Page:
Looking to rent? Consumer advocates warn of scams on social media

(Getty Images)
(Getty Images)

Summertime is the most popular time to move, but local consumer advocates warn it’s also a popular time for scammers to target renters.

“Some scams are very cyclical. And this one is seasonal,” said Kristen Johnson, Director of Communications with Better Business Bureau Serving Connecticut, “Between May and August, we see the most amount of moving and rental scams.”

They can vary, Johnson said, but these scams have become more common thanks to social media. A scammer – operating from anywhere in the world – can advertise a fake apartment online, then create a fake sense of urgency to score a security deposit or application fee from an interested renter and leave very few traces behind.

“A lot of times the scammers who are pretending to be landlords will make up some excuse of why they can't show you the property in person,” Johnson said. “But what they're really doing is they're stealing pictures of real homes and real apartments, and they're pretending that they're available to people. And these people are losing thousands of dollars because of it.”

Three rental scams in Connecticut were reported to Better Business Bureau in the last two years, according to the group’s scam tracker. Johnson said one scam resulted in a victim losing over $2,000.

“It was a company out of New York and they had posted an ad for a home in Middletown. It turned out there was a family living there,” Johnson said.

Nationally, over 230 rental scams have been reported this year, up from the same time last year. Victims report losing an average of $550.

The warning comes as people across the state face skyrocketing rent prices and low vacancy rates.

“We are more susceptible,” said Johnson. “And scammers know that when people are in the midst of moving they don’t always have time to do the necessary research.”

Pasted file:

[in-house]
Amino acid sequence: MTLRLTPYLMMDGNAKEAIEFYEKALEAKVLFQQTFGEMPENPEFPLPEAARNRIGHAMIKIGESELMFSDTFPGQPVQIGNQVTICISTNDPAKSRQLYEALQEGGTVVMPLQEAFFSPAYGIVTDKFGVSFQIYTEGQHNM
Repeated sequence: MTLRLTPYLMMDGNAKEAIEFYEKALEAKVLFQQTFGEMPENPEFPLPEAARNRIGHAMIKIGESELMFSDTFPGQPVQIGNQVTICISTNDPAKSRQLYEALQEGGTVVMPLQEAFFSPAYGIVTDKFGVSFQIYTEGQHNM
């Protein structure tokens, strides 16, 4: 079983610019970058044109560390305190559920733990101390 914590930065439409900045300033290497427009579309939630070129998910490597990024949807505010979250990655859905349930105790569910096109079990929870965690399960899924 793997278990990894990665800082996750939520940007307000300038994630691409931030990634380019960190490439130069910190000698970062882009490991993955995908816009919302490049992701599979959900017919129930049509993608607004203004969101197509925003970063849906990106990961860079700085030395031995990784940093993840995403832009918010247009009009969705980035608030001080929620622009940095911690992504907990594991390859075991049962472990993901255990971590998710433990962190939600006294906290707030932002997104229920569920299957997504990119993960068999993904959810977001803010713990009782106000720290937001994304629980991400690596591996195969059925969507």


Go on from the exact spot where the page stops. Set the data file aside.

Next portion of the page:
But there are ways to lower the chances of being a victim of a rental scam, she added.

Better Business Bureau offers these tips:

  • Do an online search for the landlord’s email and phone number. If the same ad is listed in other cities, that’s a red flag.
  • If you can’t see the property in person, try to find someone you trust to go and confirm the unit is what’s being advertised online.
  • Don’t fall for deals that are too good to be true. If a unit is well below market rate or promising extra amenities than normal, it could be a red flag.
  • Be wary of required payments through cash transfer apps. Peer to peer apps are meant to be used with people you know.

Johnson encourages people to use Better Business Bureau’s scam tracker as a tool to both report and prevent scam.

“You can look up scams there. So you can look up these landlords, these businesses, these companies that are advertising on social media and see ‘Oh, someone else was scammed by them. This is not a legitimate company, I’m not going to give them my money,’” Johnson said.

This story is a production of New England News Collaborative. It was originally published by Connecticut Public Radio.



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